You need to choose the right course to get the job you want – This is Untrue!
In the past, there was often only one well established entry point to a career. To become a tradesman you would need to do an apprenticeship, to be a teacher or educator you would need a University degree, to design houses you would need to be an architect, and to be in a management role you would need a University degree.  Often a young person will not know what they want to do in life, and will choose a course that gives them a broad education– it may be a generalist arts degree or diploma that includes subjects such as creative writing, psychology, languages, social studies, anthropology and so on. Employers these days see the value in people that have a good general education, because this means they often have a more lateral approach to their work.  In some industries though, employers may look more favourably on a certificate or diploma level course that has focused on experiential learning (within a specific field) for example horticulture, medicine or agriculture.  

 Once you get the right job, you will be secure for life – This is Untrue!
In the past once you had established your career pathway, you had a high level of security. You knew where your working life was heading, you understood opportunities for advancement, you knew when you were likely to retire, and were aware of the financial situation you were likely to find yourself in upon retirement. This too has changed – most people start on a path and deviate from it many times in their working life. Job security is not a ‘given’ and you must be very proactive in planning for your retirement (even from quite a young age). Social security pensions are no longer seen as a right, and in the future people will be expected to fund their own retirement.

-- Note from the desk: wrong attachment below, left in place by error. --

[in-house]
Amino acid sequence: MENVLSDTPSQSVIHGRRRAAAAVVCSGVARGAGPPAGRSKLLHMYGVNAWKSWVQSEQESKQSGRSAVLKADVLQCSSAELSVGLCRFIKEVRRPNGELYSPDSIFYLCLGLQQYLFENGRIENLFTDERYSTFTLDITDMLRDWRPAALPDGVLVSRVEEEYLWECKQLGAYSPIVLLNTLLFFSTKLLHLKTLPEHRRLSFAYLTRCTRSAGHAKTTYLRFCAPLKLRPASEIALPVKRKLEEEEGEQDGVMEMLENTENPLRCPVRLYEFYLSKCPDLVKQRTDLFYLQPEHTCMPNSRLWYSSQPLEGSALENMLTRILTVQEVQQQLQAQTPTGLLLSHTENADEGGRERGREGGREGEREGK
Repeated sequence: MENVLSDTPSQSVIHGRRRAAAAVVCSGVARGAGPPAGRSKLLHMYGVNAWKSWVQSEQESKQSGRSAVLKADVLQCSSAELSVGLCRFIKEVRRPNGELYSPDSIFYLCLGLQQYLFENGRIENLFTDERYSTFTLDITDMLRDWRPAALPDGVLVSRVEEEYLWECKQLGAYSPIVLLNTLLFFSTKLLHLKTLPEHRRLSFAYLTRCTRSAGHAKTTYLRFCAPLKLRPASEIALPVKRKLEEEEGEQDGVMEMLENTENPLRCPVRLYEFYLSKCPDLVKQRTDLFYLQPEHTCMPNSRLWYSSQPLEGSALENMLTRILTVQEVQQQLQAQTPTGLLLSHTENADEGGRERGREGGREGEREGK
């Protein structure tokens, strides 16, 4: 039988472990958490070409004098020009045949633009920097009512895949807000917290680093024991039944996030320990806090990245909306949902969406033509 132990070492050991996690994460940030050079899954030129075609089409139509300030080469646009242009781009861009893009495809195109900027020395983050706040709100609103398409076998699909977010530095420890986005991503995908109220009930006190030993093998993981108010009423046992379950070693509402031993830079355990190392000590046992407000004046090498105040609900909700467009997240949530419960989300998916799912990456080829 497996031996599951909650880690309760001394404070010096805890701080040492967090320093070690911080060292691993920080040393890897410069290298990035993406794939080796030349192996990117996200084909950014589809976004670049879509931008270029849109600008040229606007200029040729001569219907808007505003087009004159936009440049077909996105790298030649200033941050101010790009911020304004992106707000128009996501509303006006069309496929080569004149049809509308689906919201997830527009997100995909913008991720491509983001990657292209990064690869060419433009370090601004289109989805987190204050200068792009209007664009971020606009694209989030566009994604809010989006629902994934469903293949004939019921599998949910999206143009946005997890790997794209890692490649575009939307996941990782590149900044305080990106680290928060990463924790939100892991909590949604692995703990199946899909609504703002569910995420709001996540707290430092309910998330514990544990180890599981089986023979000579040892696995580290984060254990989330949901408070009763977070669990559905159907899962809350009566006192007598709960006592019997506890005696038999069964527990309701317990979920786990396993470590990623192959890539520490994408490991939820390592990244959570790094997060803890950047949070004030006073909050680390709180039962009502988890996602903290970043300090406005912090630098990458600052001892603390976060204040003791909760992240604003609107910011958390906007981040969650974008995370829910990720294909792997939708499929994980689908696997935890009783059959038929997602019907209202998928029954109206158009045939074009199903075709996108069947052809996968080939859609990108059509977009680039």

If you work hard enough, you can get the job you want – Only Sometimes True!
Certain types of jobs are constantly disappearing and being replaced by new types of jobs. No matter how hard you work you won’t get the job you are working towards if that industry changes and that type of job disappears.  A job that appeals to you from the outside isn’t always what it appears from the inside. Even if you work hard, you may still not get a job because it does not fit with your temperament, or you live in the wrong location, or perhaps there are simply too many other people competing for the job. You need to be flexible in your approach when looking for work – this transfers to others during interviews too and people that are flexible and positive to change will always find work (even if it may not be exactly what they wanted in the first instance.

If you get a University education you will earn more – This is Untrue!